One Year Later – The Order 1886
For the best part 48 months, The Order 1886 was the talk of the gaming industry. The new IP that was coming from the developers of Daxter and the PSP God of War titles, was to be the dawn of a new era in gaming. The melding of cinema and gaming was upon us and prospective buyers were clamouring to get their hands on the game – until it launched. Reviews began to trickle in, and they weren’t as glowing as many had expected. In fact the game was so poorly received that it netted a middling 63 on Metacritic – hardly the be all and end all, but when the majority of gamings media/influencers has turned their collective backs on a game, it’s hard to become commercially successful afterwards. The game went on to shift respectable numbers (predicted to be approximately 1.59million units), but has apparently fallen well short of Sony’s internal hopes and expectations. So what went wrong? Well with the anniversary of the game being a year ago today, it’s time to revisit The Order 1886, and ask ourselves – what have we learned?
Gameplay is King
One of the biggest criticisms of The Order 1886 was with its gameplay. Critics and fans alike were livid with the miniscule number of open combat environments in the game with Ready at Dawn favouring Quick-time events as opposed to more conventional gameplay. It was a sore spot for fans given that these open combat areas were in general quite enjoyable. They weren’t without their flaws, the game would introduce excellent weapons such as the Thermite gun, and then rip them from our grasps as the story dictated, while in a few other cases, combat amounted to little more than taking a cover behind one point and picking enemies off as the waves rolled in. Overall the conventional gameplay experience was well executed, and Ready at Dawn has proven that they know what to do in this space, but their decision to rely so heavily upon QTEs tarnished an otherwise decent gameplay experience.
Good Looks Only Get You So Far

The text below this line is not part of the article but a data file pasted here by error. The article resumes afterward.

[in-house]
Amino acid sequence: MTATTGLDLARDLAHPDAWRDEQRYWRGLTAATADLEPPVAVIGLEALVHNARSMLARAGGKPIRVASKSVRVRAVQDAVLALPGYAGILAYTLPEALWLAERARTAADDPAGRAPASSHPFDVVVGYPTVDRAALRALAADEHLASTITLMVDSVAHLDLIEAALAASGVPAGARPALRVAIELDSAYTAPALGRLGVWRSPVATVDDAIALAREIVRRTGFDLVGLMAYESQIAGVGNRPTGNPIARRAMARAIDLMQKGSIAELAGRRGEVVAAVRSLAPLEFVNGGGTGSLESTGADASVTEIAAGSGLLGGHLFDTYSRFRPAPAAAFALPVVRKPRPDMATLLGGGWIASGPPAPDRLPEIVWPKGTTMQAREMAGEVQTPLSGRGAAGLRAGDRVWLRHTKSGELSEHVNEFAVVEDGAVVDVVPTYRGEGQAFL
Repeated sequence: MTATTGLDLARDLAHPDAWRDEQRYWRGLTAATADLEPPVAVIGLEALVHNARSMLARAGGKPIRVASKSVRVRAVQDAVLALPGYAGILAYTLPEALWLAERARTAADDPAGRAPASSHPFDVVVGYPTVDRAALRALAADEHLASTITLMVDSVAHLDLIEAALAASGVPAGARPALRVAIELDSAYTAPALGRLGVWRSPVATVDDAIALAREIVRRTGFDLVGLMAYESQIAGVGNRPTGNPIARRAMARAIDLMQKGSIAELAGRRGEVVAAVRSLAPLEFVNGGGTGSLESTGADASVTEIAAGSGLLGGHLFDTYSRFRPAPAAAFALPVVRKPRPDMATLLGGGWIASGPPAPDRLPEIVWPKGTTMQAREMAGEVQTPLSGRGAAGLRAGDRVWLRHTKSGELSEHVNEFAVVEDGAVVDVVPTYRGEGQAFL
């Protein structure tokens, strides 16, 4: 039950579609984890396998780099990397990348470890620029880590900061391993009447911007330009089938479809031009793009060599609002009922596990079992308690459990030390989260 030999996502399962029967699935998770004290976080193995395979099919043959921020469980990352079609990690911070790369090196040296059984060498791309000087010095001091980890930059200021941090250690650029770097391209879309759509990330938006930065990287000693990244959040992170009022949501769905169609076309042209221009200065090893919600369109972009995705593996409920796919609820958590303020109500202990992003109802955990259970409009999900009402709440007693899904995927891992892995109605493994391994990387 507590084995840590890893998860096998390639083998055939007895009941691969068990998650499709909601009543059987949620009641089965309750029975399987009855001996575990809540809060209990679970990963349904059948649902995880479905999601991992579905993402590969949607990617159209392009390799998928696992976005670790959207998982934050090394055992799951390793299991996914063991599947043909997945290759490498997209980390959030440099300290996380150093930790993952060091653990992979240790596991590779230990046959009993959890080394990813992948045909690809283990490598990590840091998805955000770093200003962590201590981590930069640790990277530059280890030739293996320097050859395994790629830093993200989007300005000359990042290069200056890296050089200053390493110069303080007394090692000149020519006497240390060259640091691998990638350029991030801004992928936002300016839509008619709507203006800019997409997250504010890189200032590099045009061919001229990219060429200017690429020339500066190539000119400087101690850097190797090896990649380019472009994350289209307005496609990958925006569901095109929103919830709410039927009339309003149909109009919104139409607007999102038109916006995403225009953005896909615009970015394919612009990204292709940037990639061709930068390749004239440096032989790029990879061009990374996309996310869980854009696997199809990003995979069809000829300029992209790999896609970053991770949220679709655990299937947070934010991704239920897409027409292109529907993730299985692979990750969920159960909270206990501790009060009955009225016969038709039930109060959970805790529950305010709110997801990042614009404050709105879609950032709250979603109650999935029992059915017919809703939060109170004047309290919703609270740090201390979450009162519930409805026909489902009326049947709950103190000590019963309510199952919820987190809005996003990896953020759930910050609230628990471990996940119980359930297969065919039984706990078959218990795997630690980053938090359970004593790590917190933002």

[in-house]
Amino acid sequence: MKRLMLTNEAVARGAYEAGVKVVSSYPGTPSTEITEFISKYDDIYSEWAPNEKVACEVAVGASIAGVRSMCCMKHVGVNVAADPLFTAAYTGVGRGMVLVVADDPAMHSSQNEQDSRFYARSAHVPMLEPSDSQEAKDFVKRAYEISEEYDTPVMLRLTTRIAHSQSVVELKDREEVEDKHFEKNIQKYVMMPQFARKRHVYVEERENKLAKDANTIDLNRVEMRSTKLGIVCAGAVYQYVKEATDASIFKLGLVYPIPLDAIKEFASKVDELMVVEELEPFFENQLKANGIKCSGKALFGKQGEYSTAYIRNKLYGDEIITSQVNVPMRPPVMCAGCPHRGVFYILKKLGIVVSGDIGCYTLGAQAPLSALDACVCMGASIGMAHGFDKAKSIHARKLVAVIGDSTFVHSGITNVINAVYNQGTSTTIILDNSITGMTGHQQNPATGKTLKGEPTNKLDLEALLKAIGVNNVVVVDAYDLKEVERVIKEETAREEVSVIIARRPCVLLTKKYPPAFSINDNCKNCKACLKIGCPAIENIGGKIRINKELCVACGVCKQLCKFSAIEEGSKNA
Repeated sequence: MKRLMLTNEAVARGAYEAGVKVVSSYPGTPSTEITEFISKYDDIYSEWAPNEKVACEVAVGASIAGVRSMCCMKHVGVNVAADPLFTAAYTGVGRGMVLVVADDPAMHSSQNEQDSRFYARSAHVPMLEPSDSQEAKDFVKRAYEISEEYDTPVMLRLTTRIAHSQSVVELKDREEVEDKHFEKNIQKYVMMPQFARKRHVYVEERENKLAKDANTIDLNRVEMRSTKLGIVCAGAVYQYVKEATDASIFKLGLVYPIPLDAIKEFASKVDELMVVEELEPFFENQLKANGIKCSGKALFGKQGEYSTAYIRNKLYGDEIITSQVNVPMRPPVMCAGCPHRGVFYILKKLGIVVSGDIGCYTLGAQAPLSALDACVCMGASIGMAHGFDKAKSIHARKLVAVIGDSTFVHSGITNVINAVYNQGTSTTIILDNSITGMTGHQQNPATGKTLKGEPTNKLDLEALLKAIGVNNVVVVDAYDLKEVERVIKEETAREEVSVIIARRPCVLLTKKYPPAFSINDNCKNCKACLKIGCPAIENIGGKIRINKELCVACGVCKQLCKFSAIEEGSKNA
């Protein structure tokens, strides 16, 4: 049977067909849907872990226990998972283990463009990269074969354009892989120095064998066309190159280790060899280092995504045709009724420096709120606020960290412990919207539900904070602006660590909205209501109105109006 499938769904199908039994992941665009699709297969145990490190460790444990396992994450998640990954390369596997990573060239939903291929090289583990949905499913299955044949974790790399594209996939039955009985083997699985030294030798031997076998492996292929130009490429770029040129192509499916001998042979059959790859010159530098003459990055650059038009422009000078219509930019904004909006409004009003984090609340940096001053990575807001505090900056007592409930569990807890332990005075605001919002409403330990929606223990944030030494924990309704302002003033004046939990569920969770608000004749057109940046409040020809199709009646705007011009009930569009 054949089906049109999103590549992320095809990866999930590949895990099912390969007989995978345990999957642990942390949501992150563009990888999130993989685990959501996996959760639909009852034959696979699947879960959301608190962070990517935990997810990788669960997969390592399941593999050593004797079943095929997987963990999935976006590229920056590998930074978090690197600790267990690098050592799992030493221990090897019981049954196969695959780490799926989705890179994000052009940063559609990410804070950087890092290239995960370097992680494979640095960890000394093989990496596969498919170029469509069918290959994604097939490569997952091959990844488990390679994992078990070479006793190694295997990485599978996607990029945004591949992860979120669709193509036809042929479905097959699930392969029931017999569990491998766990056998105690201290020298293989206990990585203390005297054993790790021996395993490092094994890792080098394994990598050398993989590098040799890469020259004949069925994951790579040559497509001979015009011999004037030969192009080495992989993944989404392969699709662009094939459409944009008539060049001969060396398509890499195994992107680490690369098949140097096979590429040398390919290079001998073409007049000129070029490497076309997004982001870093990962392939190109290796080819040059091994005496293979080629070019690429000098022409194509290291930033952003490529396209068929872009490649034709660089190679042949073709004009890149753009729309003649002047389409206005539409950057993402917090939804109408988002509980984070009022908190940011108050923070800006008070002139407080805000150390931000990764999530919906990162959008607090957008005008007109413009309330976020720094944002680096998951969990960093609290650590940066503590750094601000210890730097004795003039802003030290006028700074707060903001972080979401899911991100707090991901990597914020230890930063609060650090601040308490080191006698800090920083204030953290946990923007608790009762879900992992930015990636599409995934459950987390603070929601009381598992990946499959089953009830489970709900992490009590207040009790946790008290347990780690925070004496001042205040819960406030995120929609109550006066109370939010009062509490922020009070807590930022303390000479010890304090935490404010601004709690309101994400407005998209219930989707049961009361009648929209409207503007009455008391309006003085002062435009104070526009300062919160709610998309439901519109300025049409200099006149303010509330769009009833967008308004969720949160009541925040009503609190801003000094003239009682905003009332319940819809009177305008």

The Order 1886, had people raving in the lead up to release due to its incredible cinematic qualities, impressive visuals and outstanding world design. We rarely saw much gameplay though, with the marketing emphasis being placed on gorgeous CG scenes that stressed how phenomenal the games looked. Visually, it’s still the most incredible game I’ve ever laid my eyes upon, but what disappointed me most was the lack of depth in the gameplay stakes. What pleased me on the other hand was the critics reception to this lack of gameplay depth, where all too often in the past, there were games that got a free pass for a poor/lacking gameplay experience due to their sensational visuals. It seems that in the case of The Order 1886, we all woke up and the game was slammed accordingly.
Gamers Want Longer Games
Game duration – It’s a topic not exclusively linked to The Order 1886, but there is a tight association between them. Fans exploded when reports emerged prior to the release of The Order that the game would be spanning approximately 5hours. That titbit ultimately ended up being exaggerated, but the game was still short, spanning about 6-7hours, and that fact wasn’t well received. What I learned from this backlash is that gamers, rightly or wrongly, have a growing expectation of game length and a subset of this group are beginning to associate game length with game quality.
Does Ready At Dawn Have What It Takes
The biggest query for me personally following the release of The Order 1886 is around Ready at Dawn’s capacity to develop a game. Obviously their games look gorgeous, sound phenomenal and play pretty well, but outside of The Order 1886, Ready at Dawn have taken someone else’s ideas (God of War, Daxter, Okami) and have either ported or created a spin-off to the main series. Okami was obviously a port, however in the cases of God of War and Daxter, they already had the moment to moment gameplay predefined for them, so as long as they followed the formula to script then they were more than likely going to create a great game. In the case of The Order the studio didn’t have a recipe to follow, and while they created an excellent world, an engaging narrative, and sensational audio/visuals, the art of creating a game was lost to them. The studio’s inexperience in developing their own gameplay structures and loops was exposed in The Order 1886, and it was this core deficiency that hurt the game’s reception and sales so dramatically. They will no doubt learn from this experience, and their next work will be much better for what has happened, but has it hurt the future prospects of The Order franchise too much? Fans seem split.
A year has passed since The Order 1886 hit shelves and while the community is split on the quality of the game, it has undoubtedly spawned numerous side-conversations that are helping to drive the industry forward in the future. Ready at Dawn will bounce back, but there’s a lot we can learn from this experience. What did you think of The Order 1886? Has it informed any other changing mentalities in the gaming industry? Sound off in the comments below with your thoughts.